14-Day Chile Birding Tour
With over 500 species on its list, including 34 globally threatened species and 15 endemics, Chile is a birding paradise. The diverse landscapes with the driest desert on Earth, tropical rainforests, volcanoes, glaciers, pacific islands and valleys offer fantastic birding opportunities.
This tour can also be booked as a private guided birding tour
Next Group tour with Set Departure date: To be confirmed
Full Itinerary – Chile Birding Tour
Arrival in Santiago
Welcome to Chile, land of incredible natural wonders!
After your arrival at the Comodoro Arturo Merino Benítez international airport just to the west of Santiago, you will be met by a company representative and transferred to our beautiful hotel in the well-heeled neighbourhood of Providencia.
As you may have seen on the flight in, everything here in Chile is dominated by the critical feature that is the Andes; the weather, culture, fauna and flora, scenery, cuisine and more! The other important factors that shape the country’s biological uniqueness, are the Pacific ocean to the west and the incredibly dry Atacama desert to the north. The flora and fauna of the country are characterised by a high degree of endemism due to these particular geographical barriers.
Santiago is Chile’s capital and largest city, situated in the country’s central valley at an altitude of 400 to 700 metres (1,312 to 2,297 ft) above sea level. The city, Chile’s cultural, political and financial hub, was founded in 1541 by the Spanish conquistador Pedro de Valdivia. The city has a downtown core of beautiful 19th-century neoclassical architecture (most earlier buildings were destroyed by several earthquakes) and winding side-streets, dotted by art deco and neo-gothic building styles. But the city also has an ultramodern side to it, with glass-covered skyscrapers, world class restaurants and bass-pumping nightclubs. The city has many museums, theatres and libraries, along with modern malls and casual eateries. Santiago’s cityscape is shaped by several stand-alone hills and the fast-flowing Mapocho river, lined by gorgeous, verdant parks, perfect for hiking or biking. The mighty Andes mountains, to the east, can be seen from most points in the city, while the Chilean coastal mountain range lies to the west. It is a buzzing, vibrant city, probably the most modern in all of Latin America.
If you arrive with some time to spare, it might be worth it to go for a stroll in one of the city’s many beautiful parks. Here you could already tick your first trip species, including Chimango Caracara, Austral Thrush, Eared Dove, Shiny Cowbird, Austral Blackbird, Monk Parakeet, Rufous-collared Sparrow, Chilean and Blue-and-white Swallow, House Wren, White-crested Elaenia, Tufted Tit-Tyrant, Black-chinned Siskin and many others.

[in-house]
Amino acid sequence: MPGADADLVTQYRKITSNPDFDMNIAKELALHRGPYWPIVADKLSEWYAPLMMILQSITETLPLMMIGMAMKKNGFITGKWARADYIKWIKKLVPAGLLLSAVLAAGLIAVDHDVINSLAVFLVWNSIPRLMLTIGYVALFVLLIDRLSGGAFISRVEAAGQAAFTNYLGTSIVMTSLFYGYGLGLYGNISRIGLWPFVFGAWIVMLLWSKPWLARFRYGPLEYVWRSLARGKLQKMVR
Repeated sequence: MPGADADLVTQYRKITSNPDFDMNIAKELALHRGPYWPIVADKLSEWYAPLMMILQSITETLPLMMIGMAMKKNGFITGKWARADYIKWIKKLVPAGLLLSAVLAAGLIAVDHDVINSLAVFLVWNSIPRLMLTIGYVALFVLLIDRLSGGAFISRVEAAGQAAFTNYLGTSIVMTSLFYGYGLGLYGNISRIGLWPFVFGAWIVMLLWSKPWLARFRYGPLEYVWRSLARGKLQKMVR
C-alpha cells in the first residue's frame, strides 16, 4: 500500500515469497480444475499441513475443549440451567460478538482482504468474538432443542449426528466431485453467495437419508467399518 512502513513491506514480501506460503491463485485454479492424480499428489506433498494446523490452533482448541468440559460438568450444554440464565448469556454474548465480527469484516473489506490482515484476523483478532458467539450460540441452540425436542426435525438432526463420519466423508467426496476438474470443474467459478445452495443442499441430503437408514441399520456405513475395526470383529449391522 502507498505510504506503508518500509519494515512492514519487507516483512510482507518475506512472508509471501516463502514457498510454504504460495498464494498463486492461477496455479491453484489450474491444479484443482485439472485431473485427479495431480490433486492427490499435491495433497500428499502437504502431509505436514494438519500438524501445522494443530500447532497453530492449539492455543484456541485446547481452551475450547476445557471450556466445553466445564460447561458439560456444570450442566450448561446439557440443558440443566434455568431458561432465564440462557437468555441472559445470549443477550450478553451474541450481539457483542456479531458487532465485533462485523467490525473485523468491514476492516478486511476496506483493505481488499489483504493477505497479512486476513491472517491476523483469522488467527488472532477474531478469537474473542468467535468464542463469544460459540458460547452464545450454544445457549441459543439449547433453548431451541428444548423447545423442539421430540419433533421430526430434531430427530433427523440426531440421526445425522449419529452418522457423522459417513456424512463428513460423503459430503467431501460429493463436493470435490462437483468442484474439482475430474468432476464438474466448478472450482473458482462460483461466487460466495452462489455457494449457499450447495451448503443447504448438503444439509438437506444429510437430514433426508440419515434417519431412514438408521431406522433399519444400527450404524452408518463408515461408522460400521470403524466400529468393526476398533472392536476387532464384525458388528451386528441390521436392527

We also suggest you go and try one of Santiago’s restaurants tonight; the experience is always fantastic. The city boasts some of Latin America’s best cuisine and it is usually combined with amazing views. Buen provecho!
Santiago and the Andean Range
We will meet up and enjoy breakfast together at our hotel and then head out for our first official birding day of the tour.
We will enjoy a full day at different areas and natural reserves of the Andean Range near Santiago looking for the endemics and the specialties of this area. Depending on local weather conditions and recent sightings, we will decide on exactly where to go.
We will definitely bird in the stunning area of the twin ski resorts of Farellones and Valle Nevado to the east of the city, looking for several special Andean species. We will bird at relatively high elevations today, with the average being well over 2,300 metres (7,550 feet) above sea level. We could catch our first glimpse of the iconic, Near Threatened and almost mythical Andean Condor. It is Chile’s national symbol and generally considered as the largest bird of prey in the world. Other raptors to look out for include Mountain and Chimango Caracara, American Kestrel, Variable and Harris’s Hawk, Black-chested Buzzard-Eagle and Aplomado Falcon.
Some of the other special species we hope to tick in the habitats from Santiago to the lower slopes of the Andes include White-sided Hillstar (could be our first hummingbird of the trip), the secretive, endemic Chilean Tinamou, Black-faced Ibis, California Quail, Black-winged Ground Dove, near-endemic Chilean Mockingbird, two endemic tapaculos (Moustached Turca and White-throated Tapaculo), Chilean Flicker, Long-tailed Meadowlark, Grey-breasted Seedsnipe, Cinereous, Ochre-naped, Black-fronted, Rufous-naped and White-browed Ground Tyrant, Rufous-tailed Plantcutter, Cordilleran Canastero, Rufous-banded and Creamy-rumped Miner, Grey-hooded Sierra and Greater Yellow Finch, Buff-winged Cinclodes, Yellow-rumped Siskin, and with some luck even Lesser Horned Owl or Austral Pygmy Owl.
We will find a nice spot somewhere today and enjoy a packed lunch.
In terms of mammals, with some luck we could see Southern Mountain Viscacha, Andean and Argentine Grey Fox, as well as the endemic, burrowing Cururo.
After returning to Santiago in the late afternoon, we will get together for our official Nature Travel Birding tour opening dinner at our hotel. We will discuss our plans and the target fauna and flora species for the exciting tour ahead (maybe having ticked some lifers already!) so that everyone gets a chance to enjoy themselves fully and create memories that will last a lifetime.
We will enjoy an early breakfast at our hotel and then set off in a southeasterly direction towards the Andes again.